Berkeley’s Southside gets new joint police focus (08.25.10)

Berkeleyside publishes many articles every day. To see all our stories in chronological order, and read ones you may have missed, check out our All the News grid.

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  • berkres

    Par for the course here

  • West Berkeley Neighbor

    It’s really genius to operate an open-air, no-hold-barred homeless shelter in the middle of town. That’s good city (and university) planning and management. And the surrounding area is blossoming as a result!

  • JohanNilsenNagel

    Most of these types of assaults are probably committed by a handful of bad seeds, so the numbers from year to year completely depend on chance. Berkeley is high on the transient perigrination route so it just takes one rotten apple to spoil the good vibes for everyone. Weed these criminals out and you have friendly hippies (or “travelers,” crusties,” “punks,” “vagabonds,” “hobos,” whatever) ruling the park.

  • Shannon

    “the university has received four sexual assault reports including this one. Police identified suspects in the other three cases. In two of those cases, said Tejada, the Alameda County district attorney’s office declined to file charges, and one case is still pending.”

    This is unacceptable. If “received a report” means that a victim had the bravery to come forward and report a sexual assault, and suspects have been identified, the DA shouldn’t be dropping these cases, but filing charges and prosecuting the assailants. Rape and sexual assault are not crimes that should be taken lightly, and the notion that the burden of proof is so often on the VICTIM to prove a rapist’s guilt rather than on the RAPIST to prove their innocence is awful because, in practice, it puts an immense (and unfair) amount of pressure and scrutiny on someone who has already suffered greatly enough and put a lot on the line to even come forward about it. Far too many victims of sexual assault decline to report these crimes because they know that they won’t be believed, and they will be expected to provide thorough evidence that an assault even occurred. They will be questioned, doubted, pushed and prodded, and oftentimes even criticized for inciting the assault in some way or fabricating the entire story just to “ruin someone’s life.” If our community – starting right here in Berkeley and Alameda County – wants to prove that we take these crimes seriously, then we need to work to create a climate that supports, trusts and protects victims; that encourages them to tell their stories; and, ultimately, that encourages people not to commit rape in the first place (because no, rapists aren’t just “bad seeds” or dark shadows hiding in an alleyway; they are friends and acquaintances, lovers, and spouses of their victims FAR more often than they are strangers).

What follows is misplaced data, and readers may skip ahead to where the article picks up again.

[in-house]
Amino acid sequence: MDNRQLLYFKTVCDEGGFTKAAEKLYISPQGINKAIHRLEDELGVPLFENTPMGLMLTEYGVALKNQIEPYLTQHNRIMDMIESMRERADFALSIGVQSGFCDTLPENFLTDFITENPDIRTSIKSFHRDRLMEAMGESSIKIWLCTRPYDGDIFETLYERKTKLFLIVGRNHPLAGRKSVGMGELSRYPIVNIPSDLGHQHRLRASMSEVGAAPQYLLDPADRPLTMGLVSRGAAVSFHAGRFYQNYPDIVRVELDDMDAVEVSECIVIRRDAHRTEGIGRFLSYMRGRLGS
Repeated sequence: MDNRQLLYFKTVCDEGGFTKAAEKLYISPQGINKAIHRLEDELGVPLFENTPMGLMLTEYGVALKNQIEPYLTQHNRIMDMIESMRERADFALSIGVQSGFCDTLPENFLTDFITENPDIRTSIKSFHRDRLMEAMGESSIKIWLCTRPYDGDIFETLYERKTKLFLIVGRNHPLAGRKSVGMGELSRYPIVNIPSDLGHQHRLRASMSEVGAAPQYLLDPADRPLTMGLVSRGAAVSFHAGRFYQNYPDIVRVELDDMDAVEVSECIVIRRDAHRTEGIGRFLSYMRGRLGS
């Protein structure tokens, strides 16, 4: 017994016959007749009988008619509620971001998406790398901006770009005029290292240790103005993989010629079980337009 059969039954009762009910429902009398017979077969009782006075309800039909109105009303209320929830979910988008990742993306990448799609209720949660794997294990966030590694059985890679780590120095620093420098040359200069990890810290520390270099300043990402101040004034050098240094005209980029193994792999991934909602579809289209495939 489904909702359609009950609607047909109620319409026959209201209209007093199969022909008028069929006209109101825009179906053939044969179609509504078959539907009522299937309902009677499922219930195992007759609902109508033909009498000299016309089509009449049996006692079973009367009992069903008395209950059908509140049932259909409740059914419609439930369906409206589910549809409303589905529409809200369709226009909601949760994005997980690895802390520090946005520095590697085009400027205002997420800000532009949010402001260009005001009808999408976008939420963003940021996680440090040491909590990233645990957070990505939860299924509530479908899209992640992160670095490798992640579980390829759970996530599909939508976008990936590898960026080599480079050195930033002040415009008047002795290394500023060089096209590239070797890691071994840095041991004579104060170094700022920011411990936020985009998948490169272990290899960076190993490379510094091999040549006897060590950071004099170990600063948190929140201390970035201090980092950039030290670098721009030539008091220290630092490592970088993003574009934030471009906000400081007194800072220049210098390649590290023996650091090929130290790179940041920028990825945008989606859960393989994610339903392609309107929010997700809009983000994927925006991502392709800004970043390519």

The least our county’s legal system can do to start working towards a safer environment is to pursue these cases seriously and file charges against the suspects. To that end, I think the Alameda County district attorney has the responsibility to be proactive to let our community know that something will be done. What are the local policies on performing rape kits on victims after assaults, and when rape kits are collected, do the police always test them? Assuming they do, do they do so promptly or leave them in evidence lockers for months or years, as some police departments do? If the DA isn’t filing charges, what steps are they and the police taking to find the people responsible for these sexual assaults – not just to bring them to justice, but to protect others who could become their victims in the future?

    I demand more from our local government. We deserve it. These victims deserve it. We are better than this.

  • Name

    I agree that the DA needs to prosecute these cases. Rape is a horrible crime and we need to do more to support victims and bring the perpetrators to justice. But you also advocated for:

    -suspects to be presumed guilty until proven innocent

    -victims being under no expectation of providing evidence

    -the police taking extrajudicial punitive action on suspects, when they aren’t charged with/convicted of any crime

    There’s this thing called the Constitution of the United States of American that forbids all that, and rightly so.

  • JuiceJeasel

    Let’s offer up a warm and loving prayer for the victim of this haness crime.

    May she heal.

  • Guest

    Okay folks. Until the City (not the UC) has the courage to say “uncle” this will continue. Our state assembly member is a sworn protector of the Park (she has said so publicly). The City is spending a lot of time and money on the revitalization of Telegraph, with several partner community organizations. All of them know that the Ave itself is NOT the problem. Sidewalks and street trees are fine, lights are fine, etc. The problem? Yes – PEOPLE’S Park. I don’t even know what PEOPLE anymore. It’s not me, my family or my friends, or anyone else I know who actually lives in Berkeley. Students certainly don’t hang out there.
    Let’s do something useful with the land besides provide free, open air homeless sheltering and gutter punk shooting galleries. But of course if we did that, the rest of the world might not think of Berkeley as an impetuous, self-destructive child anymore.

  • Just Sayin’

    They’re all rotten apples.

  • “So far this year, the university has received four sexual assault reports including this one.” — Is “this year” this academic year (if so – eek!) or this calendar year?